New Horizons 21 - Decoding Speech using Invasive Brain-Computer Interfaces based on Intracranial Brain Signals (dSPEECH)

Project: Research council

Project Details


Some patients cannot speak because of impairment or degeneration of neural pathways recruited in speech production or movement such as motor neurone disease (MND) or amyotrophic lateral sclerosis (ALS). However, brain-computer interfaces (BCIs) may benefit them if their brain structure responsible for language or cognition is intact, as BCIs have the potential to bypass damaged neural pathways by decoding brain signals into speech directly.

BCIs may use invasive or non-invasive ways for brain signal recording. In general, the brain signals recorded by non-invasive BCIs such as electroencephalography (EEG) is of poor quality with low signal-to-noise ratio, so non-invasive BCIs cannot decode speech with acceptable performance at present. Differently, invasive BCIs such as electrocorticography (ECoG) and stereo-electroencephalography (SEEG) can collect high-quality intracranial brain signals with adequate spatial and temporal resolution, so it is promising to use invasive BCIs to decode speech.

Through overt speech using invasive BCIs (ECoG and SEEG) have been developed rapidly and many excellent results are generated in recent years, the covert (imagined) speech decoding is still challenging. There are several reasons behind this situation. The first and major reason is because the associated neural signals are weak and variable compared to overt speech, hence it is very difficult to decode covert speech by machine learning algorithms The second reason is the limited imagined speech dataset recorded invasively. This limited dataset cannot be relieved using an animal model because animals use a system of communication that is believed to be limited to expression of a finite number of utterances that is mostly determined genetically. In addition, recordings on humans are generally restricted to non-invasive techniques. Intracranial data can only be obtained in a clinical environment from patients with drug resistant epilepsy or other neural related conditions. Inclusion criteria, such as normal cognition and the ability to articulate, for speech study further decrease the number of potential subjects. This project (dSPEECH) aims to make some breakthrough regarding the above factors and do a novel study.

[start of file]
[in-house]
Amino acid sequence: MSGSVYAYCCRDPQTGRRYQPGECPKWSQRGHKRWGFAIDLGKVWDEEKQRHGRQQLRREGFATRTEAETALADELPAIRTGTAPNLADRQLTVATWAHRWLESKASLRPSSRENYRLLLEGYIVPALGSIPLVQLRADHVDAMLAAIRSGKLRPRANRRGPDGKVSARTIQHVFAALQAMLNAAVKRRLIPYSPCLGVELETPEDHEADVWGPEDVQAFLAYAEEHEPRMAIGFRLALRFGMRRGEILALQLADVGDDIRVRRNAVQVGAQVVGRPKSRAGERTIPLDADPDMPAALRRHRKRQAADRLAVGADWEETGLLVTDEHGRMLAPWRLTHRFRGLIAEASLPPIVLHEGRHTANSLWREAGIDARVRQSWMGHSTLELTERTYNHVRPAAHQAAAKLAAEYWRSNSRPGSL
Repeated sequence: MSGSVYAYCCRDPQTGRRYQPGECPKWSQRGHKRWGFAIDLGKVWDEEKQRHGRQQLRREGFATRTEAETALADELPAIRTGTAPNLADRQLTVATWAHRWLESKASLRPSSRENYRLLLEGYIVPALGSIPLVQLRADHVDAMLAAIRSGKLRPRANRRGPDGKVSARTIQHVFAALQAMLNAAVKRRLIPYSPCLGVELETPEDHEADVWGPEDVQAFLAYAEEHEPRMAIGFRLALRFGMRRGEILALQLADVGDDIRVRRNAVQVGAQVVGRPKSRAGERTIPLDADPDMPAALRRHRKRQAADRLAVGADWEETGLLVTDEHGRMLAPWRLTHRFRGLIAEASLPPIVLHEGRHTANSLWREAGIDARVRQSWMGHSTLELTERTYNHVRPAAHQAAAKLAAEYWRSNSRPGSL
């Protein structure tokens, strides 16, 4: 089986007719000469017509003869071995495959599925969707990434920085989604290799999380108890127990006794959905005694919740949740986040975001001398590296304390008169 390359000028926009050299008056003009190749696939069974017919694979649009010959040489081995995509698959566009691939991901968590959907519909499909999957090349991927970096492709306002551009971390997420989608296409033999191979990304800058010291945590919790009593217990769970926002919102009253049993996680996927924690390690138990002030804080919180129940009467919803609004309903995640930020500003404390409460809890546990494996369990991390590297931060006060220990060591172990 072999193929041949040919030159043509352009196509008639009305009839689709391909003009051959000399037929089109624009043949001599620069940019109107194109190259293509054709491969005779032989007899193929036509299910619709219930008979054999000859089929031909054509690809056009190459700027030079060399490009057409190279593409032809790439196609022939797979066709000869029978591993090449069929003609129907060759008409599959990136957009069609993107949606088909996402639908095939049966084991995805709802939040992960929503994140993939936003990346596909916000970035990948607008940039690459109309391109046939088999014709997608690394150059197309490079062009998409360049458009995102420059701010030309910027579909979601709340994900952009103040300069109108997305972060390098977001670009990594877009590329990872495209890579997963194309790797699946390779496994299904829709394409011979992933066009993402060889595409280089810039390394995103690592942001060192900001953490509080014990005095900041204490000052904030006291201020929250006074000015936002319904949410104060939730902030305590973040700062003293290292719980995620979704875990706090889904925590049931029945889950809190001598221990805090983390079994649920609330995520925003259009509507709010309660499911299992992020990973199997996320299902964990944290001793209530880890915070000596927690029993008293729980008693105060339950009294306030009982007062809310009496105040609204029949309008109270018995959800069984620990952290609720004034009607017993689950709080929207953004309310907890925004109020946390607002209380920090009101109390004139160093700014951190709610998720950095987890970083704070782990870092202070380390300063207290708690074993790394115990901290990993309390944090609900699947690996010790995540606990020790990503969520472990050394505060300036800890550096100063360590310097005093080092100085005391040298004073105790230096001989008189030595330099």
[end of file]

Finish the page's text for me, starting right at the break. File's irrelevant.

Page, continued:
In dSPEECH, we are ambitious to decode covert speech using invasive BCIs (ECoG and SEEG). We will establish new paradigms for a new generation of brain-to-text BCIs, develop advanced machine learning/deep learning algorithms for decoding covert speech, and construct the world's first ECoG/SEEG dataset for covert speech. We will also tackle the possible problems on ethical issues and data management. With the available of such ECoG/SEEG dataset and the proper decoding methods, we are confident to make big progress on research of decoding covert speech.

dSPEECH is a joint project that comprises of multidisciplinary members including researchers from neural engineering and neurosurgeons from clinical medicine. We also have got strong support from partners including famous BCI companies and oversea experienced neurosurgeons. Based on the close and solid collaboration, we believe the world-leading results can be generated in dSPEECH.
Effective start/end date1/01/2331/12/24

Collaborative partners


  • Engineering and Physical Sciences Research Council

RCUK Research Areas

  • Information and communication technologies
  • Human Communication in ICT
  • Human-Computer Interactions


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